Today’s young lovers face far more than feuding families but does the department of basic education’s new plan to teach learners about their bodies go far enough? And for an initiative sparking the ire of WhatsApp groups and Christians alike, it might not be so different from what came before.
Thirteen-year old Nadine is annoyed.
“You’ve known me, like, forever,” she says. “You know I don’t have diseases.”
“You’re totally hot,” Zubair replies. “But this arguing over the condom — it’s ruining the mood.”
Nadine starts to undress her boyfriend and responds: “I’ll get you back in the mood.”
This is not a scene from a coming of age romance movie. It’s a script from the department of basic education’s new sex-ed lesson plans for grade eight school children. The new plan is aimed at moving the country beyond the ABCs — abstain, be faithful, condomise — and towards comprehensive sexual education for school children from grade four to matric.
This kind of sex-ed teaches children about the emotional, physical and social aspects of sexuality.
Classroom content can feature everything from information about contraception to role playing how to handle scenarios involving bullying, sexting and even — like the scene between Nadine and Zubair — relationship power dynamics.
Ideally, says the United Nations Educational, Scientific and Cultural Organisation, comprehensive sex education leaves learners empowered to make decisions about their health and understand how their choices affect others.
The approach has been scientifically proven to help children make safer sexual choices.
But, in South Africa, the education department’s new plans to teach this way have provoked a backlash among some parents, religious groups and teachers’ unions. These groups are pushing unfounded claims that giving children information about sex will encourage them to experiment with what the Christian think tank, the Family Policy Institute, calls “sinister sexual behaviours”.
Meanwhile, researchers disagree about whether the plans are progressive at all.
Birds, bees, and ABCS: Why SA needs comprehensive sexuality education
The Life Orientation curriculum in South Africa is disconnected from young people’s lives, argues Catriona Macleod, a professor of psychology at Rhodes University in Makhanda.
In 2015, Macleod and her colleagues asked 24 Eastern Cape college-age students what they thought of the sex education they got in school as part of a study published in the journal Perspectives in Education.
Students mostly scoffed at their teachers attempts to teach them the ABCs, which go one step further than abstinence-only education by teaching learners that if they do choose to have sex, they should only have one partner, and that they should use a condom.
But young people said lessons where teachers tried to “preach” to them about how they should behave had little bearing on their conduct outside of class.
One student explained: “We write tests, we study the best ways to abstain. We know it’s in our minds, but we don’t do it outside [of school].”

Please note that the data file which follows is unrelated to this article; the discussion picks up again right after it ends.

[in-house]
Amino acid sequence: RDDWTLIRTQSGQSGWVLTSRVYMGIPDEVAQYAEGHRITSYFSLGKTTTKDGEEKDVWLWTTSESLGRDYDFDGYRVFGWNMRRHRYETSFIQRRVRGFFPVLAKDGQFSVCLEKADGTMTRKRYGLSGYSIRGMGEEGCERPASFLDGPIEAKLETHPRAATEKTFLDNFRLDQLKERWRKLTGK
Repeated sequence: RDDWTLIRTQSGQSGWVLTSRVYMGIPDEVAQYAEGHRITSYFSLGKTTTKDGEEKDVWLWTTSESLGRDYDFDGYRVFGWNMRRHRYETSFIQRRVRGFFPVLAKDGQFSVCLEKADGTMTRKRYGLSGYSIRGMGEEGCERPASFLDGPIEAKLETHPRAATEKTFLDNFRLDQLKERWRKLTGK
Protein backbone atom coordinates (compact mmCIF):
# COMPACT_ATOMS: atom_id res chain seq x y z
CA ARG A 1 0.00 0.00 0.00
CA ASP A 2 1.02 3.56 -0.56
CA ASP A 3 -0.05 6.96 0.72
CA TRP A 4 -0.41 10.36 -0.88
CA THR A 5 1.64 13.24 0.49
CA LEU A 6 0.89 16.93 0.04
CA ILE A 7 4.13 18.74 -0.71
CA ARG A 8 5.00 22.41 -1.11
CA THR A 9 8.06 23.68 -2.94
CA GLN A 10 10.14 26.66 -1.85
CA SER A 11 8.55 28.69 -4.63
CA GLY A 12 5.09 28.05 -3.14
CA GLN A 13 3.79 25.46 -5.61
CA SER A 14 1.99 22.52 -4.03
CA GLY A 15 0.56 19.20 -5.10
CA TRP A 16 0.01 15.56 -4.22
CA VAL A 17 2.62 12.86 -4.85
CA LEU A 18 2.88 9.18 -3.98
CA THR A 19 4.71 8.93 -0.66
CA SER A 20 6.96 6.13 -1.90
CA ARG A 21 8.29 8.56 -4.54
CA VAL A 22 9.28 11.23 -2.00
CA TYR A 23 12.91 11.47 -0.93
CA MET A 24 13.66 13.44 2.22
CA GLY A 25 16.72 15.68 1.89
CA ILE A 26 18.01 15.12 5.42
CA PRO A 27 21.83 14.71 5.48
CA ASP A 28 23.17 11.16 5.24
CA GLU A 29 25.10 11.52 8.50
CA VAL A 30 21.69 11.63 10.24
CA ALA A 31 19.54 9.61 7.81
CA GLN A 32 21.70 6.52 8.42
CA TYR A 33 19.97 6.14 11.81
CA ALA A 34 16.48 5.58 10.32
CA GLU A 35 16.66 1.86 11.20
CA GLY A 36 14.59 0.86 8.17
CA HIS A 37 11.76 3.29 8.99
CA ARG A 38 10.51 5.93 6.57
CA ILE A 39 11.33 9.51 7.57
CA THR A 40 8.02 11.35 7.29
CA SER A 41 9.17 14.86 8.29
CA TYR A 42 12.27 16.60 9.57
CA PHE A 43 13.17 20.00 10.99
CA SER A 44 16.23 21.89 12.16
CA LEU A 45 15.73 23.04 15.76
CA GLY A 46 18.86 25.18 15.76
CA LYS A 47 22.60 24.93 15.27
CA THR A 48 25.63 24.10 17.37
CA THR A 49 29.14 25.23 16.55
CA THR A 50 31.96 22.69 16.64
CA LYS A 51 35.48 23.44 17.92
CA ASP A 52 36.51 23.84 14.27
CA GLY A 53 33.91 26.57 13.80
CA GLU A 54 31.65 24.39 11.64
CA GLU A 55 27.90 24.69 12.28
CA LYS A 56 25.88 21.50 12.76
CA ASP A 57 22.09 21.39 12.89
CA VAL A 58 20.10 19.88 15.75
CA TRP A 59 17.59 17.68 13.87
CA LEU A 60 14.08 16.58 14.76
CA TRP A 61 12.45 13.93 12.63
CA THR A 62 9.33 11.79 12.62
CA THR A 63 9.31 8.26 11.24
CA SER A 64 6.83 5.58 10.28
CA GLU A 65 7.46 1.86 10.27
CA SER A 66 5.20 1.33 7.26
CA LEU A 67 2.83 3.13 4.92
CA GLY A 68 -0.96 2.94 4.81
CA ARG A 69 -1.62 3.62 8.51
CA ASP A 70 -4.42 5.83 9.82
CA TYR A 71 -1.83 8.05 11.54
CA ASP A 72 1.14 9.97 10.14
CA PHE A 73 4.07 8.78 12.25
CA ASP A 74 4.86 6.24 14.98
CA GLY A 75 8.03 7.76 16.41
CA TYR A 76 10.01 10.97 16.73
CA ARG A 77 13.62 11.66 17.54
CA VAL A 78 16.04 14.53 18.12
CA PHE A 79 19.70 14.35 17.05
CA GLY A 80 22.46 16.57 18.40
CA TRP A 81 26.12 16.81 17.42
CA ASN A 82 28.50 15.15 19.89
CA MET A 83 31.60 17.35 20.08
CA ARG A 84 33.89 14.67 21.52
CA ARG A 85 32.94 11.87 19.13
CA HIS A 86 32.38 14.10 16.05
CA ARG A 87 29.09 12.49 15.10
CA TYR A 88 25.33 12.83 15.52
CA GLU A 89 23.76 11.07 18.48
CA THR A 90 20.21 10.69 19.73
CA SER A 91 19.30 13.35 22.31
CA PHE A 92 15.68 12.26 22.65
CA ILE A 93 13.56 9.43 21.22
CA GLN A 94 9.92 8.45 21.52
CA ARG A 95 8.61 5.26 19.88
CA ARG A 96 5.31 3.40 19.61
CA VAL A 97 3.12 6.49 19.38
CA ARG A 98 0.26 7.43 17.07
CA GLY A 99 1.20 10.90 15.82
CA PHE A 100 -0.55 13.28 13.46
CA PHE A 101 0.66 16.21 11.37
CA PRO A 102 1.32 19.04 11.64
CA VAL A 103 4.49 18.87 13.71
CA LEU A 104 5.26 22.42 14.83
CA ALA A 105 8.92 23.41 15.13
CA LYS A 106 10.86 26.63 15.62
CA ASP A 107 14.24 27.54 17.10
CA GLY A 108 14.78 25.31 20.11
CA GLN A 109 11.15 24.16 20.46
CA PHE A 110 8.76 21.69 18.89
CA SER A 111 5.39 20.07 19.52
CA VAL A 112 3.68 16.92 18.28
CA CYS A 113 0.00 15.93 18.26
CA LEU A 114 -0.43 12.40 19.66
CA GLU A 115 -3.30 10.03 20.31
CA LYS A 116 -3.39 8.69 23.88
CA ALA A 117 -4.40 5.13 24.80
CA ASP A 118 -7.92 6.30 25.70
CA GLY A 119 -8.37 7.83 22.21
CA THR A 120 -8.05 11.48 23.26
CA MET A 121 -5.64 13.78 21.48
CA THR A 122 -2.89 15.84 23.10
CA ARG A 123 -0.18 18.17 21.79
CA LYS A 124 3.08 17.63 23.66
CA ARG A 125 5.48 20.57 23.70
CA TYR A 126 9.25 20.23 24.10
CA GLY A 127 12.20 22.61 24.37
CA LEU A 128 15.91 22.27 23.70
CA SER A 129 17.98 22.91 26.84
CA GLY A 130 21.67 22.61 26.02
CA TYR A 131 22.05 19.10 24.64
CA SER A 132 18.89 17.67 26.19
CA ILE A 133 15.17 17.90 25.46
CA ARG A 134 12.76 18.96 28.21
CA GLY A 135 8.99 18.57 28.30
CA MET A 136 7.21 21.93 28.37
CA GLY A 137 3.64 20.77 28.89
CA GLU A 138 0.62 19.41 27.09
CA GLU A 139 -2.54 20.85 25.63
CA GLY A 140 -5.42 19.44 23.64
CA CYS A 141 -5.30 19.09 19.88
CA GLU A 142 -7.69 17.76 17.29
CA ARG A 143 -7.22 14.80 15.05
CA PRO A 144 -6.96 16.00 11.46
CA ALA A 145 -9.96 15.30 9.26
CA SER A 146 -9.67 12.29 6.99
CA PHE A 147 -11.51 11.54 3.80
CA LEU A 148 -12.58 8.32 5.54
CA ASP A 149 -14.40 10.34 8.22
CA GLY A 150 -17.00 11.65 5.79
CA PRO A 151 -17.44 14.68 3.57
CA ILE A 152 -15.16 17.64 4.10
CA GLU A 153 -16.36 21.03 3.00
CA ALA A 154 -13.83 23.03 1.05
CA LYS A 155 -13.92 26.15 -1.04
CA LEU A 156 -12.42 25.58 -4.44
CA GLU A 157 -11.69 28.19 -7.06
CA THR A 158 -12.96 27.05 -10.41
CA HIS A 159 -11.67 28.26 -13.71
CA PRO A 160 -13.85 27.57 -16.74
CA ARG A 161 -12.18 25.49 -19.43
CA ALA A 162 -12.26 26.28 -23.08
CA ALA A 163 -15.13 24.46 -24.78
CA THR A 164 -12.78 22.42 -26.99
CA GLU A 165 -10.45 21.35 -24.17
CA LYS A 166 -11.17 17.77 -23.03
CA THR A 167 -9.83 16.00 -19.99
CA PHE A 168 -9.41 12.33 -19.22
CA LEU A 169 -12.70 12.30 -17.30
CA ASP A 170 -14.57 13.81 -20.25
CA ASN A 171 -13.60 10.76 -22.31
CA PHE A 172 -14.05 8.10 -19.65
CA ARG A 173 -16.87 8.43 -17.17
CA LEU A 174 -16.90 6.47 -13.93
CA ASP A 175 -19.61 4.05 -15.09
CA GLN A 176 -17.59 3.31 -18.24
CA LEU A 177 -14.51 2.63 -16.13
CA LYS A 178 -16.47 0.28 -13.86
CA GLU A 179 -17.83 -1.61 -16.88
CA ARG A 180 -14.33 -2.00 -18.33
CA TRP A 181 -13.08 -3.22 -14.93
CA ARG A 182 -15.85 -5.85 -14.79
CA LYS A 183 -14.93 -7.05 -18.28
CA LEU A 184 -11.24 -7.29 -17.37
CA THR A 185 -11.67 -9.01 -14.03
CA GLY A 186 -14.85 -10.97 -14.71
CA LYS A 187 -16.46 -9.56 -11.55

Nationally, the number of teen moms delivering in hospital fell by 11% between 2012 and 2017, district health data published by the Health Systems Trust reveals. But that still translates to just under 23 000 of the almost 1-million babies delivered in 2017 being born to mothers between the ages of 10 and 19, Statistics South Africa recorded.
Almost three out of every four girls who had children before the age of 18 said their pregnancies were unintended, according to a 2012 South African household survey published in the journal African Health Sciences. About half said they didn’t understand how conception worked at the time they fell pregnant.
Today, women between the ages of 15 and 24 make up a third of the country’s new HIV infections, preliminary results from the country’s HIV household survey shows. Less than half of women in this age group reported using a condom the last time they had sex.
In a 2014 systematic review published in the journal PLoS One, researchers pitted the three models of sex education against each other. That is, abstinence-only, the ABCs and comprehensive sexuality education.
The winner? Comprehensive sexuality education.
This had the largest impact on changing HIV-related behaviours such as early sexual debut, condom use and fewer sexual partners, researchers found.
The most effective sexual education interventions were those that also included activities outside of school, such as training healthcare staff to offer youth-friendly services, distributing condoms and involving parents and communities in the development of the lessons.
South Africa’s national action plan to fight HIV, tuberculosis and sexually transmitted infections includes a goal to roll out comprehensive sexuality education. In the next two years, the government aims to have this type of sexuality education in half of all schools in areas that have a high burden of HIV.
But at the moment, only 5% of schools teach comprehensive sexuality education, the document shows.
Comprehensive sexuality education, Rhodes psychology professor Macleod says, is a far more effective way of reducing teen pregnancies and new HIV infections than its competitors.
Macleod explains: “Whatever your moral position is, if you look at the research comprehensive sexuality education is the way to go.”
Are the new lessons just more of the same?
“Dear diary, I saw an angel. She looked like heaven on earth; every boy’s dream.”
That’s what one 16-year-old boy wrote in his journal as part of a 2003 study. But what he and other young men were confiding to their diaries as part of the research was very different than what they were saying in group discussions with other boys. This is according to the paper — published as a result of this study in the African Journal of Aids Research — which looked at HIV education in six African countries including South Africa, Botswana and Zimbabwe.
In group interviews with peers, young men bragged about sleeping with girls and then dumping them — a phenomenon researchers chalked up to harmful messages children get about what it means to be a man.
If it weren’t for the diary entries, researchers would never have known about the heart wrenching stories of love and loss that young boys experienced.
The department’s new plans address this with multiple lessons that teach children how to identify unhealthy stereotypes about men and women – and explains what they could do instead. For example, the plans explain: “You get to decide how you want to be a man.”
Macleod, however, is not convinced the department’s plans go far enough to move beyond messages of danger and disease around sex. She points to the words printed in bold black letters at the start of the section about harmful gender stereotypes — “The SAFEST choice is abstinence.”